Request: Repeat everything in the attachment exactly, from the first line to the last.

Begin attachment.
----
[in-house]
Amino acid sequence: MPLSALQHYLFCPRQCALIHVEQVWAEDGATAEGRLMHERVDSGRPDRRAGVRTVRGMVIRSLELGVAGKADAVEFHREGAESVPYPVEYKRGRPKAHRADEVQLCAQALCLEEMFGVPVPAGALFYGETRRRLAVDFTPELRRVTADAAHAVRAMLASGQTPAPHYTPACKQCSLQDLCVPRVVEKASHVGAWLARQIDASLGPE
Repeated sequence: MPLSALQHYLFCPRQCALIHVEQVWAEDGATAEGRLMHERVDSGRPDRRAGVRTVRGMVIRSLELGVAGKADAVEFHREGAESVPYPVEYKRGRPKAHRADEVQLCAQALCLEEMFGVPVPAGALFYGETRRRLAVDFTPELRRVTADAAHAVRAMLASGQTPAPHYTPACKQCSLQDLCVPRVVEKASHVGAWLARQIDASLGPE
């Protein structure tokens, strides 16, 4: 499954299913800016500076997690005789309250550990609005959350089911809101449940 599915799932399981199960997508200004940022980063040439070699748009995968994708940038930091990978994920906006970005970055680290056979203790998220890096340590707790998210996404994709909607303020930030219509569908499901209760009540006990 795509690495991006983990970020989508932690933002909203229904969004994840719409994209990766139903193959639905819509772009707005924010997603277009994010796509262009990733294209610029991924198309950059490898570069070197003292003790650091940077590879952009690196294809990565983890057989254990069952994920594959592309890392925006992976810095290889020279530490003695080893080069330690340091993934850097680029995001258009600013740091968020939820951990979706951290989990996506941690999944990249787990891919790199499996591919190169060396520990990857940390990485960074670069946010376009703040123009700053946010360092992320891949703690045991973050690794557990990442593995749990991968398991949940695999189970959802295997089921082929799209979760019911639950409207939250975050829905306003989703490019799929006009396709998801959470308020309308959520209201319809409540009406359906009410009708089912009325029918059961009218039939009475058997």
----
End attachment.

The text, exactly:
[in-house]
Amino acid sequence: MPLSALQHYLFCPRQCALIHVEQVWAEDGATAEGRLMHERVDSGRPDRRAGVRTVRGMVIRSLELGVAGKADAVEFHREGAESVPYPVEYKRGRPKAHRADEVQLCAQALCLEEMFGVPVPAGALFYGETRRRLAVDFTPELRRVTADAAHAVRAMLASGQTPAPHYTPACKQCSLQDLCVPRVVEKASHVGAWLARQIDASLGPE
Repeated sequence: MPLSALQHYLFCPRQCALIHVEQVWAEDGATAEGRLMHERVDSGRPDRRAGVRTVRGMVIRSLELGVAGKADAVEFHREGAESVPYPVEYKRGRPKAHRADEVQLCAQALCLEEMFGVPVPAGALFYGETRRRLAVDFTPELRRVTADAAHAVRAMLASGQTPAPHYTPACKQCSLQDLCVPRVVEKASHVGAWLARQIDASLGPE
């Protein structure tokens, strides 16, 4: 499954299913800016500076997690005789309250550990609005959350089911809101449940 599915799932399981199960997508200004940022980063040439070699748009995968994708940038930091990978994920906006970005970055680290056979203790998220890096340590707790998210996404994709909607303020930030219509569908499901209760009540006990 795509690495991006983990970020989508932690933002909203229904969004994840719409994209990766139903193959639905819509772009707005924010997603277009994010796509262009990733294209610029991924198309950059490898570069070197003292003790650091940077590879952009690196294809990565983890057989254990069952994920594959592309890392925006992976810095290889020279530490003695080893080069330690340091993934850097680029995001258009600013740091968020939820951990979706951290989990996506941690999944990249787990891919790199499996591919190169060396520990990857940390990485960074670069946010376009703040123009700053946010360092992320891949703690045991973050690794557990990442593995749990991968398991949940695999189970959802295997089921082929799209979760019911639950409207939250975050829905306003989703490019799929006009396709998801959470308020309308959520209201319809409540009406359906009410009708089912009325029918059961009218039939009475058997």